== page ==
tv KPIX 5 News at 5pm CBS October 11, 2013 5:00pm-5:31pm PDT
general manager they don't have the best interests at heart. >> reporter: this director said he was involved in all negotiations since 1979. >> i think there will be a 60% chance there will be a settlement. as i say, this always happens even in better economic times. and there will be a lot of movement in the next two days and probably unfortunately, we won't have a settlement until the very, very end. >> reporter: assembly member nancy skinner one of several politicians here today says with two days to go there's no necessity to see a last best final offer yet. >> i don't want it to have to take until sunday night at midnight. i hope they get there quicker but there's no point for anybody to be at last best when they are still talking. >> reporter: skinner says about all politicians can do at this point is cheer the sides on. >> being a cheerleader is good. what we bring is the voice from the public to get to "yes." and that's an important role.
>> reporter: former director bernic says the way bart and unions negotiate doesn't work. he says about the only solution he sees for both sides is binding arbitration. >> thank you associations a lot of relief. bart riders were happy there was no strike today. also, regular ac transit passengers were thankful they didn't have to fight for a seat. some riders still have nightmares from the last strike in july. >> buses were packed. >> frustrating. we didn't get seats. we had to take the next bus or we had to stand. >> we will be monitoring developments on the bart talks tonight and through the weekend. updates and commute alternatives can be found anytime on kpix.com. the governor vetoed a gun control bill that would have given the state the toughest gun laws in the nation. governor brown rejected the proposal to ban the sale of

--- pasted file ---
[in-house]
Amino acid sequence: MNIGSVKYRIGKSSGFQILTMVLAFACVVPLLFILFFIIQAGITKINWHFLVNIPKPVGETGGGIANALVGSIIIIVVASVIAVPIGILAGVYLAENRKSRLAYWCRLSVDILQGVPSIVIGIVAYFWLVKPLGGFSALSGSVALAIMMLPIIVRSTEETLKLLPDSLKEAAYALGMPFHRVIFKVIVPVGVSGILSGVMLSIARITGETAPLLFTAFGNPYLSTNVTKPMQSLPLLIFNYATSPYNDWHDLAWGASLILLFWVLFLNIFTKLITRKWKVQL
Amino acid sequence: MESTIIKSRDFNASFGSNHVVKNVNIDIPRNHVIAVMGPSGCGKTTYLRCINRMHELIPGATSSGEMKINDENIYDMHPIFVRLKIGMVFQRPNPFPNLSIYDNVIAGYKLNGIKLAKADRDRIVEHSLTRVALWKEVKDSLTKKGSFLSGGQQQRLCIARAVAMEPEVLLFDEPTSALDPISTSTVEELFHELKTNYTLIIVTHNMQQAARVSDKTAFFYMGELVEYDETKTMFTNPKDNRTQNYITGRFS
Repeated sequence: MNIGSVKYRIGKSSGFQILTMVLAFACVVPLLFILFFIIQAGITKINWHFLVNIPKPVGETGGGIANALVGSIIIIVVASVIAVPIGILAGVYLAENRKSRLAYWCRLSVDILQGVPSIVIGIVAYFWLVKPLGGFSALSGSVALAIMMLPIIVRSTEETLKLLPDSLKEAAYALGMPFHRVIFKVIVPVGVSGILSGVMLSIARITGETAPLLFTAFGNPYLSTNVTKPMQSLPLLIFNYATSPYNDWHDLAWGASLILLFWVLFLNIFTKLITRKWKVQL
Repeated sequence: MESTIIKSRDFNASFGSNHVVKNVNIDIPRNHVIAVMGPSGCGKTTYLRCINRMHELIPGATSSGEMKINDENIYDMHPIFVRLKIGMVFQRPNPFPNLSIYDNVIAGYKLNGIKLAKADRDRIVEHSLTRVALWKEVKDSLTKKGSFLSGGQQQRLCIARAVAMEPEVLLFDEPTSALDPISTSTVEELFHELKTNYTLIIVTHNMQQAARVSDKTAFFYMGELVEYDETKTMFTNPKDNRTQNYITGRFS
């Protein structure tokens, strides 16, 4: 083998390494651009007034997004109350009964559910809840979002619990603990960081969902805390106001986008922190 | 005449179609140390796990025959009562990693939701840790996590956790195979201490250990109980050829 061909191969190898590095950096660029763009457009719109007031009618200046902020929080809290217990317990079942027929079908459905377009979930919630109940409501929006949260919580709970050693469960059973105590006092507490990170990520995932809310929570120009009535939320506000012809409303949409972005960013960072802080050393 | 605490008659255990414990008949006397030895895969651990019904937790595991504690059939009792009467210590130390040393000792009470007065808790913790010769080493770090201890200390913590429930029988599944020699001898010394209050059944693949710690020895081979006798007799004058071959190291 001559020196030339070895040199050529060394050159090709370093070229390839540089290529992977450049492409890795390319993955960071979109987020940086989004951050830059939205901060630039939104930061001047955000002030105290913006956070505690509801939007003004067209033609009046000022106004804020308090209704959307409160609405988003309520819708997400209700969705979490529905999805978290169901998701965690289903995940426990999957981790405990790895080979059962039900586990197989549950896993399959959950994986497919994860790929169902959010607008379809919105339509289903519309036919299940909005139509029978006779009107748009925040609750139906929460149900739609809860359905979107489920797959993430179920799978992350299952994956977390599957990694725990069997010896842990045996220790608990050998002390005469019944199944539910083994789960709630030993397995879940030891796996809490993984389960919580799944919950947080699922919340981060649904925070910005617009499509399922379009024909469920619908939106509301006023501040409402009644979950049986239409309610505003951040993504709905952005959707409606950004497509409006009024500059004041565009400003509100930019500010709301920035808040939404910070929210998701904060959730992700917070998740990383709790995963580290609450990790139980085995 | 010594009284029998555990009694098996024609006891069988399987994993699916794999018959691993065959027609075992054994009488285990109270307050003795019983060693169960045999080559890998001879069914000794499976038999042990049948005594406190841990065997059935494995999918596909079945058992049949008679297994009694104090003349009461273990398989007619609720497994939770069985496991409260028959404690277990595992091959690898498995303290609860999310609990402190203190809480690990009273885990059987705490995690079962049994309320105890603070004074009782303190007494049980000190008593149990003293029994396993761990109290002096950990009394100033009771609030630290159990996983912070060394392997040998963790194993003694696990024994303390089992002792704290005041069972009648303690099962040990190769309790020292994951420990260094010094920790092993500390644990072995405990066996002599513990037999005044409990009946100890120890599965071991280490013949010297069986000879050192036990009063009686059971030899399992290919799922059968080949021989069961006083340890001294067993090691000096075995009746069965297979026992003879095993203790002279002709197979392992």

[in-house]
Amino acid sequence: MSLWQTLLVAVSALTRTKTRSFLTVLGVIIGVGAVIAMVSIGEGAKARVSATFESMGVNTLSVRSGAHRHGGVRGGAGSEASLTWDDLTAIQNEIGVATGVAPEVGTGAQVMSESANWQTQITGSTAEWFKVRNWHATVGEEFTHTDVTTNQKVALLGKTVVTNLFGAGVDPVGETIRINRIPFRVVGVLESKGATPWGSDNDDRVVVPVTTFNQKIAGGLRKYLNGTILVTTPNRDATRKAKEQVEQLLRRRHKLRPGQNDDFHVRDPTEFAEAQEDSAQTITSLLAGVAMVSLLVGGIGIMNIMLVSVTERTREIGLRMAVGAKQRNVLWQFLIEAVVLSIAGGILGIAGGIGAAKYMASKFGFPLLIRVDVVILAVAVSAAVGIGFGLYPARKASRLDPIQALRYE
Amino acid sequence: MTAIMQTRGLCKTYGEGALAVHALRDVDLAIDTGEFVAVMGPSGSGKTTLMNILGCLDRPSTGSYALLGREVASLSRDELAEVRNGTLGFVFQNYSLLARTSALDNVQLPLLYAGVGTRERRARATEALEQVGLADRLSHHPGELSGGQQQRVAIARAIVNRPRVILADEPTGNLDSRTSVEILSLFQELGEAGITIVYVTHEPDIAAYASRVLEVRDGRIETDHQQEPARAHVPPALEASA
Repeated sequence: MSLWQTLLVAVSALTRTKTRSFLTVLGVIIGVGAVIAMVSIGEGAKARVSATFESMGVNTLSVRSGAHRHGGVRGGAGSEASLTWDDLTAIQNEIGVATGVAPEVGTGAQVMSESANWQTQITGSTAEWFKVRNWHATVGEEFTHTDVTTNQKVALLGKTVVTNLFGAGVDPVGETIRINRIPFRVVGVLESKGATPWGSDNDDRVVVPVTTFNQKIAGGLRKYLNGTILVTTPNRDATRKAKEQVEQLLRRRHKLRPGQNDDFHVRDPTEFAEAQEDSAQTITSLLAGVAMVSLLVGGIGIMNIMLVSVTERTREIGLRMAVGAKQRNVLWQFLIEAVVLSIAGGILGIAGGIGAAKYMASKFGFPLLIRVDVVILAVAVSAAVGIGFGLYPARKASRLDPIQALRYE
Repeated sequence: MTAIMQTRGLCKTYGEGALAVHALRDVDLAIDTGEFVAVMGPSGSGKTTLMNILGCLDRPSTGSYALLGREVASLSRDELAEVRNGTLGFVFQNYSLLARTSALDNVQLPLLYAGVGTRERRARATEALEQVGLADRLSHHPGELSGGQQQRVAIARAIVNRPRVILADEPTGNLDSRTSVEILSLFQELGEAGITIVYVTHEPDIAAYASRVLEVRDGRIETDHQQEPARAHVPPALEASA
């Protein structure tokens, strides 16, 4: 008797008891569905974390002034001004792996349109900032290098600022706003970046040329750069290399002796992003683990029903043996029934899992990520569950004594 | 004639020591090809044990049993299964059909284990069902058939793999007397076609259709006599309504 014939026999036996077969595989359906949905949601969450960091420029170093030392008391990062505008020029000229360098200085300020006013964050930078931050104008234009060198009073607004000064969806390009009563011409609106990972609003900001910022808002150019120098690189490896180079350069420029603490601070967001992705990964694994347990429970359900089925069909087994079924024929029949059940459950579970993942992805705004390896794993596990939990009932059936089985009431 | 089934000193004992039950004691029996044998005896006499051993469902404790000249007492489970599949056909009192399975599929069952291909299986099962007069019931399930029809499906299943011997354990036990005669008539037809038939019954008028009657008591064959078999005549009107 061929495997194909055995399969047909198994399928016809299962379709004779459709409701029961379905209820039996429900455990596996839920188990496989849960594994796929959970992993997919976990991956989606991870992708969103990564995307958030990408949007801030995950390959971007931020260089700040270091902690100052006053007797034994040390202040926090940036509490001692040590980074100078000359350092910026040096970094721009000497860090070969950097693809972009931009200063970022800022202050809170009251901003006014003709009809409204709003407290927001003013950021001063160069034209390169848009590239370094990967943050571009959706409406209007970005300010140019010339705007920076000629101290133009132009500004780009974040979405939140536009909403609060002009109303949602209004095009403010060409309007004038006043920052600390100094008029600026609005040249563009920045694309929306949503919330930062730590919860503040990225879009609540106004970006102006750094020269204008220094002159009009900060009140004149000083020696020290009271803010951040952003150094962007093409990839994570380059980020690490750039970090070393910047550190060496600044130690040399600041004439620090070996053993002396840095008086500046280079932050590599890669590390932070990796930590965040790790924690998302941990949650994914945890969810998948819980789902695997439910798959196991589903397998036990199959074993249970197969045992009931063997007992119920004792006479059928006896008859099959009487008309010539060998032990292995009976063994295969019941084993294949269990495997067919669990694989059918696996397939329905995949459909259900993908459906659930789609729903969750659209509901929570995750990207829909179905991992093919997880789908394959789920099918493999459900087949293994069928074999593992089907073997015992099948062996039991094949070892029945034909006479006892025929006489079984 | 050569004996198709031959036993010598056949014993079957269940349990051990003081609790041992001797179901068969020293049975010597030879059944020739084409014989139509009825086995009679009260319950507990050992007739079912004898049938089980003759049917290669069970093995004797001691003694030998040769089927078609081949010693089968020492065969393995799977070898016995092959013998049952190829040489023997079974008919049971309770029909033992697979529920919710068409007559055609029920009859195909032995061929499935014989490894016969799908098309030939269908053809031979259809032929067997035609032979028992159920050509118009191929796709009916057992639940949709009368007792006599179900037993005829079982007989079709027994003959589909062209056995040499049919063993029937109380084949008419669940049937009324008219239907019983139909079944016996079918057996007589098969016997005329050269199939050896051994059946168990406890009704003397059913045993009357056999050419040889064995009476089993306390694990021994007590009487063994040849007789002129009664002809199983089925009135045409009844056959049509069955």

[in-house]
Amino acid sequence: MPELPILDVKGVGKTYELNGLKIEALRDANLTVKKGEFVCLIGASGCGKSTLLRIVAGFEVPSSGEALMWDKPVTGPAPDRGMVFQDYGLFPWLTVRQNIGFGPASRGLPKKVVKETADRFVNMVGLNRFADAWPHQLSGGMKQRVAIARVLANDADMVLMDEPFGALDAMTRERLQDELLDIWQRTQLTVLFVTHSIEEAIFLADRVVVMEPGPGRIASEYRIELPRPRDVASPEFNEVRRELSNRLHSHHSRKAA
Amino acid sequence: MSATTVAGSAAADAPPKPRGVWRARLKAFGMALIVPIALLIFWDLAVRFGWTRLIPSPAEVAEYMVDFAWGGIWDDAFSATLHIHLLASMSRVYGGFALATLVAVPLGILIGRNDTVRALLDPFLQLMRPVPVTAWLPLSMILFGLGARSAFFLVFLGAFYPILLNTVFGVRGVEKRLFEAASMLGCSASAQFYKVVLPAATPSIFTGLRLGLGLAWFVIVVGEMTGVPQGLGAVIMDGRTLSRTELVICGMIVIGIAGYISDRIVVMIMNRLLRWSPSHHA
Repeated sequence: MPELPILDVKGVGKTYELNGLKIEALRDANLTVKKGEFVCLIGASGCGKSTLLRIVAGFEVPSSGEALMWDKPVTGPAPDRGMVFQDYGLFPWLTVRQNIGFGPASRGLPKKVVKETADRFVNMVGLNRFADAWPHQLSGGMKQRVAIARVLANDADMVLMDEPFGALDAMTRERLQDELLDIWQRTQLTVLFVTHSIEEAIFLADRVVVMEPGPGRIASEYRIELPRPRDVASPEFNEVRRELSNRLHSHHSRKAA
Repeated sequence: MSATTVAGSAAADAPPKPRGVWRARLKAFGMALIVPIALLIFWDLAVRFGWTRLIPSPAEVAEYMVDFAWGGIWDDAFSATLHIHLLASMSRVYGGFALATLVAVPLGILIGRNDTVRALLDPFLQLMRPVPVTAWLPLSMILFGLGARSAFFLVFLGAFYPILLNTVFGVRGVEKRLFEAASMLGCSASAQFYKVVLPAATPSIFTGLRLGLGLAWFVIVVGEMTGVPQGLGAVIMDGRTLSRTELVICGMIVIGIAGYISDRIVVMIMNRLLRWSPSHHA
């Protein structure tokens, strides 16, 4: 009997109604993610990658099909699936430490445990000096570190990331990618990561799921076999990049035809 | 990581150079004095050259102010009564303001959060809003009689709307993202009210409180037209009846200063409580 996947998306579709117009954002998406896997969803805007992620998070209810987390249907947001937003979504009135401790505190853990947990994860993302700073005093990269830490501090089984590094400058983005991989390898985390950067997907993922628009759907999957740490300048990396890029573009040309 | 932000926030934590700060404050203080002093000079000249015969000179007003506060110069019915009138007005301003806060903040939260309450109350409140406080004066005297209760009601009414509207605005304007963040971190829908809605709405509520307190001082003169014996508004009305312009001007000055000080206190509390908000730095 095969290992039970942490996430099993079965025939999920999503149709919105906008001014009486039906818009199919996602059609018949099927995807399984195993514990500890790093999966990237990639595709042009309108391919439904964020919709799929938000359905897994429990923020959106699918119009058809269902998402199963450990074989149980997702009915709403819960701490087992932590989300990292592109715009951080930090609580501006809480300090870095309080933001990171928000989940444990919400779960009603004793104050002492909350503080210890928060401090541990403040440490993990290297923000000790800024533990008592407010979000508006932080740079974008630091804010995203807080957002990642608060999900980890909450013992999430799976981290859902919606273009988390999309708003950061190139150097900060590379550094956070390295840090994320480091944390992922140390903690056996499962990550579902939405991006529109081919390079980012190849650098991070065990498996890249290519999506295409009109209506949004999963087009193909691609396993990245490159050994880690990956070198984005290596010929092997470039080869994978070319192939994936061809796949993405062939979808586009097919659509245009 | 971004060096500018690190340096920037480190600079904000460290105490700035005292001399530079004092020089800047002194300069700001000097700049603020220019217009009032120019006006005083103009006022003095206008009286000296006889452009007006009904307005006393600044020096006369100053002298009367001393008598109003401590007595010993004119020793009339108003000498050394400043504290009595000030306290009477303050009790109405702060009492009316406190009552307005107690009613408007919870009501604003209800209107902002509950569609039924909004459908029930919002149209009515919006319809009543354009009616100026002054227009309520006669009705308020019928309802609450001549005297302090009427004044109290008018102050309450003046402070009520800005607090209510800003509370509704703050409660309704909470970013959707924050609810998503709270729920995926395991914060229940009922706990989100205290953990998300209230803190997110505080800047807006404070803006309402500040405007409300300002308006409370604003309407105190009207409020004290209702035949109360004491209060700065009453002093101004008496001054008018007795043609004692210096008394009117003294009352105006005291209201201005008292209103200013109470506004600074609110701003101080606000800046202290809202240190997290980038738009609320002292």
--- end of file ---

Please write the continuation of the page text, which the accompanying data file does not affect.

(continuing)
semi-automatic rifles with detachable magazines. he says it goes too far and didn't think it would curb violence. out of the 17 gun control measures brown did approve 11 of them including new restrictions on the mentally ill owning guns. >> people who are a known threat of violence to themselves or others would be prohibited for five years. >> a ban on clip kits that converts regular guns to shoot at high capacity. a bill requires more safety training for gun owners. and better tracking of guns that are lost or stolen. brown did veto a bill to give oakland stricter gun laws separate from the state. and the governor also signed a limo safety bill designed to save passengers' lives in an emergency. the bill is in response to last may's limo fire on the san mateo bridge that killed five women coming back from a bridal shower. the law requires more exits in
the passenger compartment. drivers have to brief riders on safety features. it will apply to all new limos after july of 2015. existing limos will have 2 1/2 years to phase it in. a split decision today on san jose's effort to bring the oakland a's to the south bay. a federal judge tossed out an antitrust lawsuit by the city against major league baseball. but the judge did agree the mlb interfered with a contract between the city and the team that sets aside land for a ballpark. san jose delayed a vote on the stadium issue, expecting a decision on whether the a's would be allowed to move. it is a decision city leaders have been waiting for, for four years. the city considers today's ruling a victory. >> it means that our case against major league baseball will continue in federal court. we'll be able to do some discovery and get to the bottom of why the commissioner refuses to ask the owners to allow the a's to move to san jose. >> well, neither side has said whether it's going to appeal